Philosophical and Theological Papers, 1958-1964
The period during which Bernard Lonergan delivered the eleven lectures in this volume was one of important transition for him: he was moving rapidly toward a new conception of theology and its method; and he was on the verge of what is now recognized as a major breakthrough in his thought on method, the idea that came to him in February 1965 of the eight functional specialities. While the lectures maintain a continuity with Lonergan's previous work, they also reveal new and significant ideas, especially in regard to his drive toward a new conception of theology as a whole, and his particular concern for the relevance of theology to the spiritual life. The lectures here include 'The Redemption,' 'Method in Catholic Theology,' 'The Philosophy of History,' 'The Origins of Christian Realism,' 'Time and Meaning,' 'Consciousness and the Trinity,' 'Exegesis and Dogma,' 'The Mediation of Christ in Prayer,' 'The Analogy of Meaning,' 'Philosophical Positions with Regard to Knowing,' and 'Theology as Christian Phenomenon.'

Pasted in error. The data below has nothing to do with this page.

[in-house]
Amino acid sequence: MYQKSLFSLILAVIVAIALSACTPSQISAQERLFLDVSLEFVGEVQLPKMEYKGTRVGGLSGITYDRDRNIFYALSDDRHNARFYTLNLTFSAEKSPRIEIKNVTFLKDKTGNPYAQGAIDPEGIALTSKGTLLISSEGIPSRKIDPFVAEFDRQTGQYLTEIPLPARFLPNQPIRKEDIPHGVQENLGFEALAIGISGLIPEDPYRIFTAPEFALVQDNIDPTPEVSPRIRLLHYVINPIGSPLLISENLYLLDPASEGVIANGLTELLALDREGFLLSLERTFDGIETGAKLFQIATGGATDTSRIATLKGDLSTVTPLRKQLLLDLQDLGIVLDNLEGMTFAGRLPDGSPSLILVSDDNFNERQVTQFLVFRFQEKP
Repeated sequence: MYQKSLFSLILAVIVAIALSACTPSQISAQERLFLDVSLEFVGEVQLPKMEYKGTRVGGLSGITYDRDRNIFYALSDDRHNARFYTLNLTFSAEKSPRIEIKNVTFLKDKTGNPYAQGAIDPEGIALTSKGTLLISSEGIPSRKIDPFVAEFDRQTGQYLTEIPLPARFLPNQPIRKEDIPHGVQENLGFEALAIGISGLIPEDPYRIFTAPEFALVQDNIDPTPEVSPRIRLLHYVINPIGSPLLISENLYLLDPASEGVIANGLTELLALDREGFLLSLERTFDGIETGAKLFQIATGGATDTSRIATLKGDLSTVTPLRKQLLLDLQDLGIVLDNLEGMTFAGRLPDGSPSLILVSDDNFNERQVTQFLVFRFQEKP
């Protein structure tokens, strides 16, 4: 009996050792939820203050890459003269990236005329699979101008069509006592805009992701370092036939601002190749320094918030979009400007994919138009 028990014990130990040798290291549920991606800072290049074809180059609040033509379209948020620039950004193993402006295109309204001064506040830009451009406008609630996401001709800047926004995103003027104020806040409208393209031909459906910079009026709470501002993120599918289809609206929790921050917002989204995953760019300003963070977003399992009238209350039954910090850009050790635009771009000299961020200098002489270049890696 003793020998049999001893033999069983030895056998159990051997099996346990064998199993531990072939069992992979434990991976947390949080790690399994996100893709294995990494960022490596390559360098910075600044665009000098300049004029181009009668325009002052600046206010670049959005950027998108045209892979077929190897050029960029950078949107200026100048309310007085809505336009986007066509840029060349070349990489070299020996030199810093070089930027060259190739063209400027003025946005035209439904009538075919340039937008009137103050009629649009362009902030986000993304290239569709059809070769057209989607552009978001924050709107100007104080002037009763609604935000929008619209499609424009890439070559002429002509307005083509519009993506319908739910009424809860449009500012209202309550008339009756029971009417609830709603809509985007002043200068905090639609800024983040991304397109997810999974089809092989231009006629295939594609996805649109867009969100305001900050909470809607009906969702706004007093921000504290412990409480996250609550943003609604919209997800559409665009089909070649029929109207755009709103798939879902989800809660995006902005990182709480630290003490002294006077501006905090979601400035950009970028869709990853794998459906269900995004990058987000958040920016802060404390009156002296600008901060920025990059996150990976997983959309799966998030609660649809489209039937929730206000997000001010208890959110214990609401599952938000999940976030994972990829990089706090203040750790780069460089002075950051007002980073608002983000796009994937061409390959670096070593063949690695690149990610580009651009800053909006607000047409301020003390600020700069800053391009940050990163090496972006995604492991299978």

This volume provides a key to understanding the development of Lonergan's philosophical and theological thought, his major influences, and the pivotal moments of transition in the road leading up to Method in Theology and beyond. Bernard Lonergan (1904-1984), a professor of theology, taught at Regis College, Harvard University, and Boston College. An established author known for his Insight and Method in Theology, Lonergan received numerous honorary doctorates, was a Companion of the Order of Canada in 1971 and was named as an original members of the International Theological Commission by Pope Paul VI.
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